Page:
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Today's Stichomancy for Walt Disney

The first excerpt represents the element of Air. It speaks of mental influences and the process of thought, and is drawn from Puck of Pook's Hill by Rudyard Kipling:

(As cold as the heart of Lalage!) And I've lost Britain, and I've lost Gaul,'

(the voice seemed very cheerful about it),

'And I've lost Rome, and, worst of all, I've lost Lalage!'

They were standing by the gate to Far Wood when they heard this song. Without a word they hurried to their private gap and wriggled through the hedge almost atop of a jay that was feeding from Puck's hand. 'Gently!' said Puck. 'What are you looking for?'

'Parnesius, of course,' Dan answered. 'We've only just

The second excerpt represents the element of Fire. It speaks of emotional influences and base passions, and is drawn from The Red Badge of Courage by Stephen Crane:

interrupted the other. "I didn't come here to walk. I could 'ave walked to home--'round an' 'round the barn, if I jest wanted to walk."

The tall one, red-faced, swallowed another sandwich as if taking poison in despair.

But gradually, as he chewed, his face became again quiet and contented. He could not rage in fierce argument in the presence of such sand- wiches. During his meals he always wore an air of blissful contemplation of the food he had swal- lowed. His spirit seemed then to be communing

The Red Badge of Courage
The third excerpt represents the element of Water. It speaks of pure spiritual influences and feelings of love, and is drawn from Through the Looking-Glass by Lewis Carroll:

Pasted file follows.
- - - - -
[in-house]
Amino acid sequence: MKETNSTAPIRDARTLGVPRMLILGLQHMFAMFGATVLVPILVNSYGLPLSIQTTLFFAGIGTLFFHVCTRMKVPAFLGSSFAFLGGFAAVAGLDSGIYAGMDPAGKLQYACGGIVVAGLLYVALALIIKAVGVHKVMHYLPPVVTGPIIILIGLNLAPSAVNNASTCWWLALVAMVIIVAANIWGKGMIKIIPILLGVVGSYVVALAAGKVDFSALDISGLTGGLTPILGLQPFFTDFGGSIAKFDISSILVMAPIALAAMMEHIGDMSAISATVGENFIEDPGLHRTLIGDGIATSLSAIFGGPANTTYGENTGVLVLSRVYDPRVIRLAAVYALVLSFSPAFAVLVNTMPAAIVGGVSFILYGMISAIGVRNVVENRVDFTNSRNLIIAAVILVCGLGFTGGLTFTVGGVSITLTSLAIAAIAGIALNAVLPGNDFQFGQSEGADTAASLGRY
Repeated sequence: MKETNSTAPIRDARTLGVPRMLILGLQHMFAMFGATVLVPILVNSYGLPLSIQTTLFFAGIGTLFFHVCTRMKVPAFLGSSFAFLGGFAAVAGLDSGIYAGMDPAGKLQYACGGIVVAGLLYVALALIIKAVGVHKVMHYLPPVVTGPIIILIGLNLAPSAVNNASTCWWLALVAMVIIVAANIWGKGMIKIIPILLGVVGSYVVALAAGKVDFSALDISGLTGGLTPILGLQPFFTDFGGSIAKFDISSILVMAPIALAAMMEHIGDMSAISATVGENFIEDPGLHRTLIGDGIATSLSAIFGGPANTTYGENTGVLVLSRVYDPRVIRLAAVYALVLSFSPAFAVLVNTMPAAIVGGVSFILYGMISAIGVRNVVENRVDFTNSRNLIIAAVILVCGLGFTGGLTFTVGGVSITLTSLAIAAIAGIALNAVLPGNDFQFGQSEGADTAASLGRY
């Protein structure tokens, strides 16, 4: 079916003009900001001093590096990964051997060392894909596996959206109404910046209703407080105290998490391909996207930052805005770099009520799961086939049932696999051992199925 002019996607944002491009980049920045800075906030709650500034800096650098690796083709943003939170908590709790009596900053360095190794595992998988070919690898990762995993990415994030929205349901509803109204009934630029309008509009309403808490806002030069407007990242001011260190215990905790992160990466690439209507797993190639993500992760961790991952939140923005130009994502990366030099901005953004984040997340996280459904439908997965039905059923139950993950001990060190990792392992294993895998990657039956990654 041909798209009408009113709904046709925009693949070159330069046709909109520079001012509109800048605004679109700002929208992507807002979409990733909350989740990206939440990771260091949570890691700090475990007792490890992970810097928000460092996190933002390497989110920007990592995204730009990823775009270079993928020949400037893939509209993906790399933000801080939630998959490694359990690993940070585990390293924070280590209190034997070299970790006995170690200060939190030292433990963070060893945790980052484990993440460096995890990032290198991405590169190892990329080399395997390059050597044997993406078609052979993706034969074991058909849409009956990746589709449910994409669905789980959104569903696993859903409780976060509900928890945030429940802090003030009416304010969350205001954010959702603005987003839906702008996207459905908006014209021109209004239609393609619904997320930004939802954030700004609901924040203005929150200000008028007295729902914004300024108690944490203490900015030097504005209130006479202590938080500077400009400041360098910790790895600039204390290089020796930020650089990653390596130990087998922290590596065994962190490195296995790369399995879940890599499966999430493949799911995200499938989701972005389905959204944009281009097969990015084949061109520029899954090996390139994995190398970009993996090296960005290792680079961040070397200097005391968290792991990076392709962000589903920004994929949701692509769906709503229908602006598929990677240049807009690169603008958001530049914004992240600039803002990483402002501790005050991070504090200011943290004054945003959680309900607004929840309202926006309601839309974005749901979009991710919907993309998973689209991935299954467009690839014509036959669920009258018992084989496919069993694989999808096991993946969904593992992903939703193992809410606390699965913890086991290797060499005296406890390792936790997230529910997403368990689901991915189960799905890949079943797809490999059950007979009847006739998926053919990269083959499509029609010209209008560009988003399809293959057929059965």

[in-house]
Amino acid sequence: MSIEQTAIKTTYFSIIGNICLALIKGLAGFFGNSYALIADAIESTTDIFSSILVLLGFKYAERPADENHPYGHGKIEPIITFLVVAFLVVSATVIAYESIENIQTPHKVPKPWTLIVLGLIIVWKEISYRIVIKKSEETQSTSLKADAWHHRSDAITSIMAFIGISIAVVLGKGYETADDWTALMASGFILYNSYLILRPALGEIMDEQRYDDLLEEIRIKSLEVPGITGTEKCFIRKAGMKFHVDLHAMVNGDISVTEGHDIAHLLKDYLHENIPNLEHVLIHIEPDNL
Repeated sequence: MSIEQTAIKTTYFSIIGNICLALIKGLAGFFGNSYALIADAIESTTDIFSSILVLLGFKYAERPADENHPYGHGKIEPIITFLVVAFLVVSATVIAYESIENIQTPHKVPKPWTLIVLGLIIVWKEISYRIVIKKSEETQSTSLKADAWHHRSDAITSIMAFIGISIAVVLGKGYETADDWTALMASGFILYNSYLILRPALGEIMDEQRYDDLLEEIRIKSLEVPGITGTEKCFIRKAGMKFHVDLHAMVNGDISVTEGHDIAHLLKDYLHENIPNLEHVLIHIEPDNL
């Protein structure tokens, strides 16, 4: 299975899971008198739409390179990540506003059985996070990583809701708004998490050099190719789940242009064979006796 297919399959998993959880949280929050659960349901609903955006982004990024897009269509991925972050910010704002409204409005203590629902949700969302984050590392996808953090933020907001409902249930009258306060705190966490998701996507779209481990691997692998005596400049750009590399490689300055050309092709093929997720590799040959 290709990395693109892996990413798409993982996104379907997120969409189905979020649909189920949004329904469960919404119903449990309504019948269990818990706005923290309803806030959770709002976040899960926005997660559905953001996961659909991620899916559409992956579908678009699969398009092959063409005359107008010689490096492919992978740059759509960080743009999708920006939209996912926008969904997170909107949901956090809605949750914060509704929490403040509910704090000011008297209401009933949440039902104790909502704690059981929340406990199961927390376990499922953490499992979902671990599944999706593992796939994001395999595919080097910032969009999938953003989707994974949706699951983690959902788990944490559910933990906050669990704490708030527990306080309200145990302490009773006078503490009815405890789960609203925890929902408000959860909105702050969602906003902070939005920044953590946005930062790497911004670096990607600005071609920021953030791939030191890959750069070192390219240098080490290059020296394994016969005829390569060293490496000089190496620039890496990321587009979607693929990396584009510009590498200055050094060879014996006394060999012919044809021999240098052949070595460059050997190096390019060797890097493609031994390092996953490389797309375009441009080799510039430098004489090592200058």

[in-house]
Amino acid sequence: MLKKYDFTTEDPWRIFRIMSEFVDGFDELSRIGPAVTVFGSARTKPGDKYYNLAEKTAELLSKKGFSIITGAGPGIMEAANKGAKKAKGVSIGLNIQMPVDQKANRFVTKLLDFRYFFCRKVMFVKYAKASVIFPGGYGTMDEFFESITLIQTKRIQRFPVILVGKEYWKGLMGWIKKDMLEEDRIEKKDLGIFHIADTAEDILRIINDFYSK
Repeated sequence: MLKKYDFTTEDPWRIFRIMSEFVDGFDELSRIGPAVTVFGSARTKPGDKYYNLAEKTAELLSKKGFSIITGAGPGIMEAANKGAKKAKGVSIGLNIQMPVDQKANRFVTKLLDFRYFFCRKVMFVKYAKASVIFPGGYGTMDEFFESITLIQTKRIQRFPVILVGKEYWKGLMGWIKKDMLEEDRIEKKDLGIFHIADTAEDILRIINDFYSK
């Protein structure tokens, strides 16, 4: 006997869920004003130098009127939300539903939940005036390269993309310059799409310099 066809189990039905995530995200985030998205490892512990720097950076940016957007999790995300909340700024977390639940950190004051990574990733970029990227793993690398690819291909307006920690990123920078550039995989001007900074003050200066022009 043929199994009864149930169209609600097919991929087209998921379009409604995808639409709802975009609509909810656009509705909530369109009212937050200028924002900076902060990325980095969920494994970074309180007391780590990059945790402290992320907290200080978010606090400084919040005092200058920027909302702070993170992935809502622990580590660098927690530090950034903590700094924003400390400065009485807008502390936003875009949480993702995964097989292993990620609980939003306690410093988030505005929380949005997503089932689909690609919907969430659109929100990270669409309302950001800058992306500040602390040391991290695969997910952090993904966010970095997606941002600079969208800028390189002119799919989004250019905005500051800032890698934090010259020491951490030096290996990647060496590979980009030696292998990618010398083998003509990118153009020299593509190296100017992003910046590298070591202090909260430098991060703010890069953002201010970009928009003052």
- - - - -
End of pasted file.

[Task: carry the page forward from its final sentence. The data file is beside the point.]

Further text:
on the bank.

The Knight looked surprised at the question. `What does it matter where my body happens to be?' he said. `My mind goes on working all the same. In fact, the more head downwards I am, the more I keep inventing new things.'

`Now the cleverest thing of the sort that I ever did,' he went on after a pause, `was inventing a new pudding during the meat- course.'

`In time to have it cooked for the next course?' said Alice. `Well, not the NEXT course,' the Knight said in a slow thoughtful tone: `no, certainly not the next COURSE.'

Through the Looking-Glass
The fourth excerpt represents the element of Earth. It speaks of physical influences and the impact of the unseen on the visible world, and is drawn from The Soul of the Far East by Percival Lowell:

things, the idea will not strike us as so strange; for in those early bucolic days every father was a king. Family economics were the only political questions in existence then. The clan was the unit. Domestic disputes were state disturbances, and clan-claims the only kind of international quarrels. The patriarch was both father to his people and king.

As time widened the family circle it eventually reached a point where cohesion ceased to be possible. The centrifugal tendency could no longer be controlled by the centripetal force. It split up into separate bodies, each of them a family by itself. In their turn these again divided, and so the process went on. This